Other Situations in Which the Penalty Is Waived – There also are other situations that may be encountered for which the early withdrawal penalty is waived.
Beneficiary Exception – Amounts distributed to a taxpayer’s beneficiary or estate after the taxpayer’s death are exempt from the early withdrawal penalty. However, if a decedent’s spouse chooses to treat the distribution as his/her own and later receives a distribution before reaching age 59½, the later distribution may be subject to the penalty.
Distribution as Result of an IRS Levy – Hopefully this exception will never apply, but if it does, the amount actually levied from a qualified plan or IRA to pay back taxes is not subject to the 10% penalty. However, the exception does not apply to amounts withdrawn in the absence of the levy or to release a levy on a separate property.
Qualified Domestic Relations Order (QDRO) – A QDRO is a judgment, decree, or court order that may contain certain specific information related to division of retirement benefits of a divorcing couple. A spouse or former spouse who receives retirement benefits from a participant’s plan under a QDRO must report the payments just as though he/she were the plan participant. The early distribution penalty does not apply, regardless of the alternate payee’s age. If the recipient spouse rolls over the distribution to an IRA, or there is a direct trustee-to-trustee transfer, the recipient spouse will not be taxed currently on the plan benefits received under the QDRO, but distributions from the IRA before that spouse is age 59½ will be taxed and subject to the 10% penalty unless one of the other exceptions applies.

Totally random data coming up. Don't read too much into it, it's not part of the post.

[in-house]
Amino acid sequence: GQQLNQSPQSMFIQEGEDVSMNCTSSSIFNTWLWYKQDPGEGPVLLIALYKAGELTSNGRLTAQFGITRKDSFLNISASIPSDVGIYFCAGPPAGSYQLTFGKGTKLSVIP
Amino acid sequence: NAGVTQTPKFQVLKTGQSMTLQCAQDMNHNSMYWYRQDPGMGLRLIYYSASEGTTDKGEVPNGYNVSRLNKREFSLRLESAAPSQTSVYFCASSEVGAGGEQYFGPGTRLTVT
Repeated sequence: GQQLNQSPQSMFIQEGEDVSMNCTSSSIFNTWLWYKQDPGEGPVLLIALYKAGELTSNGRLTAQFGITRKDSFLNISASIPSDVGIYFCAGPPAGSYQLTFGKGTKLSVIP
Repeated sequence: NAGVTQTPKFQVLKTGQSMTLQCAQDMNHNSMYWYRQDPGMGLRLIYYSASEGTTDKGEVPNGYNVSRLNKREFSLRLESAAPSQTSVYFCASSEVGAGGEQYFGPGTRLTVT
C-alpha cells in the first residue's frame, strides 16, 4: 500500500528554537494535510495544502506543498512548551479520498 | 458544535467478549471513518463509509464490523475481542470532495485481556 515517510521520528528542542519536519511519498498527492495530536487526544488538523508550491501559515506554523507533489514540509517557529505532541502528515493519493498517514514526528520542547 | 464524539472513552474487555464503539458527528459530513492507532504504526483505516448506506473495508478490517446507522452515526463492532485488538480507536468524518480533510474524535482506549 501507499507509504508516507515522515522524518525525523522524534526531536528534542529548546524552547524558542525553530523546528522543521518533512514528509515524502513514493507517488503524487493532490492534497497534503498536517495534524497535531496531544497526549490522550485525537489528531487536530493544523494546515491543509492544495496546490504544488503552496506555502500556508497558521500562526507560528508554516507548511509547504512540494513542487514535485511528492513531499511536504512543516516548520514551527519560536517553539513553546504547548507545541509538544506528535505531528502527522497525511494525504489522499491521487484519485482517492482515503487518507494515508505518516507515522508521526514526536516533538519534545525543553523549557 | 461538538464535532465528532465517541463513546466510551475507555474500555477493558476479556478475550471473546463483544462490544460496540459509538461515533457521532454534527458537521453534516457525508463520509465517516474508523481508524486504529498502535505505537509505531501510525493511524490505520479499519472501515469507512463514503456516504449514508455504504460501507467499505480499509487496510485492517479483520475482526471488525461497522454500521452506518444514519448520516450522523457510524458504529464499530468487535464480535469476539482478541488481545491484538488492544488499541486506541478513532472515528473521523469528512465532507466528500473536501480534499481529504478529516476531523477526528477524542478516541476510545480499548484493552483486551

As you can see, taking distributions from IRAs and qualified retirement plans can be complicated. Please contact this office with questions or for further details on how the distributions are taxed, or even for suggestions on avoiding taking distributions before retirement.